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Fraser, Graham.

Toronto, Macmillan, c 1984.450pp, paper, $12.35, ISBN 0-7715-9888-2. CIP

Grades 12 and up
Reviewed by George Hoffman

Volume 14 Number 1
1986 January

With a few significant exceptions,journalists have not written first-rate books on Canadian politics. This excellent work on Réne Lévesque and the Parti Québecois by Graham Fraser, (the son of the late Blair Fraser), is one of the exceptions. Fraser's book begins with a brief but perceptive description of the nineteenth-century roots of French-Canadian nationalism. Réne Lévesque's early career is recalled down to his years in the Lesage cabinet and his stormy exit from the Liberal party in 1967. The formation of the Parti Québecois followed; at first it grew rapidly, but then came the October Crisis and a period of crisis and decline for the party, culminating in electoral disaster in 1973. However, as events showed, defeat was short-lived, and in 1976 a moderate, social-democratic PQ, promising good government and a referendum on sovereignty-association, swept to power.

About three-quarters of the book is devoted to Lévesque's years in power. Fraser emphasizes the critical importance of this period: the memorable confrontations between the PQ and the Trudeau government, the endless constitutional strife, and the drama of the referendum campaign. The "No" victory on the referendum marked the first major PQ set back. It set the stage for Quebec's isolation and defeat in the final negotiations on the new constitution in the fall of 1981. Ironically, as Fraser points out, the most nationalist of Quebec's premiers faced a constitutional dilemma that less nationalist-minded premiers (Maurice Duplessis, Jean Lesage, Daniel Johnson, and Robert Bourassa) had successfully resisted.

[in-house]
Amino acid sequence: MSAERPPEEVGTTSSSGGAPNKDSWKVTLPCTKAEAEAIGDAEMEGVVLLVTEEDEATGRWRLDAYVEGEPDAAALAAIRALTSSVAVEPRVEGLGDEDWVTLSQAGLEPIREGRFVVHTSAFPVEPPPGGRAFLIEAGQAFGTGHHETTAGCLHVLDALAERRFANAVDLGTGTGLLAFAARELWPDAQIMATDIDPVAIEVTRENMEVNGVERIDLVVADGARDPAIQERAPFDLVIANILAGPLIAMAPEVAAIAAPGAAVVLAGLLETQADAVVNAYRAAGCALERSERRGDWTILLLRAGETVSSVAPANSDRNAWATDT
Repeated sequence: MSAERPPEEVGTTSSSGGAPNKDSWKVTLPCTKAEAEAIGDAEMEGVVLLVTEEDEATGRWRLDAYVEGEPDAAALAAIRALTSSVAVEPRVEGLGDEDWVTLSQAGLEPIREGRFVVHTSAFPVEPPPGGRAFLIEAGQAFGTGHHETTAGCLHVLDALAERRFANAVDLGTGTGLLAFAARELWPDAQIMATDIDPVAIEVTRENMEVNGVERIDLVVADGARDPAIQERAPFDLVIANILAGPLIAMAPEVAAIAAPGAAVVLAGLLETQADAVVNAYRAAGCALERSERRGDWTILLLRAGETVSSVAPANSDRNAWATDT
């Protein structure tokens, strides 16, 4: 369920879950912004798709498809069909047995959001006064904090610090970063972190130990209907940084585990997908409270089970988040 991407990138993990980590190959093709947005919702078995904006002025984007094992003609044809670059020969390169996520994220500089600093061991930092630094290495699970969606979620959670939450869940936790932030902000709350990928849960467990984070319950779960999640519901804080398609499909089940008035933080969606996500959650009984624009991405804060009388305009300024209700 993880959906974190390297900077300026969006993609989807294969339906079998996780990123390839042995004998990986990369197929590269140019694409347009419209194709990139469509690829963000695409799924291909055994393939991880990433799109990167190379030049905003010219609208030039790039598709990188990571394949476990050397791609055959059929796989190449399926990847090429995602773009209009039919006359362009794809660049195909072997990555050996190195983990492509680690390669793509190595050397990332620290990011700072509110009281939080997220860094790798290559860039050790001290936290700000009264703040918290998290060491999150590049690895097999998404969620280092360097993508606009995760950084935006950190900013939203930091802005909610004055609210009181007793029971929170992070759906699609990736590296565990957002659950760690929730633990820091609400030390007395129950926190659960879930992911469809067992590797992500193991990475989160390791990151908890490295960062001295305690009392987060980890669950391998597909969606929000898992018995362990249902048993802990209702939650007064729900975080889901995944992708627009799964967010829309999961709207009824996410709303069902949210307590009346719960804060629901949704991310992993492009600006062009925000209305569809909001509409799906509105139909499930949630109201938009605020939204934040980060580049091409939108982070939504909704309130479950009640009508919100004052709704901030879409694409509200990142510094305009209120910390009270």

Fraser describes Lévesque's last years as a time of sadness, and even despair. Inevitably, the party Réne Lévesque built came apart, and the government he headed followed suit. The years 1984 and 1985 were marked by cabinet resignations, rumours of Levesque's retirement, and Robert Bourassa's political resurrection.

Fraser's book is not only a good historical account. It contains much that is relevant for the future that English Canadians need to understand. He emphasizes that Levesque and the PQ permanently changed Quebec and Canada. During the 1970s, a new Quebec was created, perhaps not the Quebec Réne Lévesque, Jacques Parizeau, and Camille Laurin originally envisioned, but a new Quebec nevertheless. As well, after much bitter infighting and threats, Lévesque prevented the radical separatists from winning control of the PQ. (Pierre Marc Johnson's victory in the leadership race is surely the final proof of this.) It would be ironic, but certainly possible, for future historians to see Levesque as one who, in his own way, served the cause of the Canadian nation by his successful struggle to have the PQ emphasize association over sovereignty.

George Hoffman, Weyburn C.S., Weyburn, Sask.
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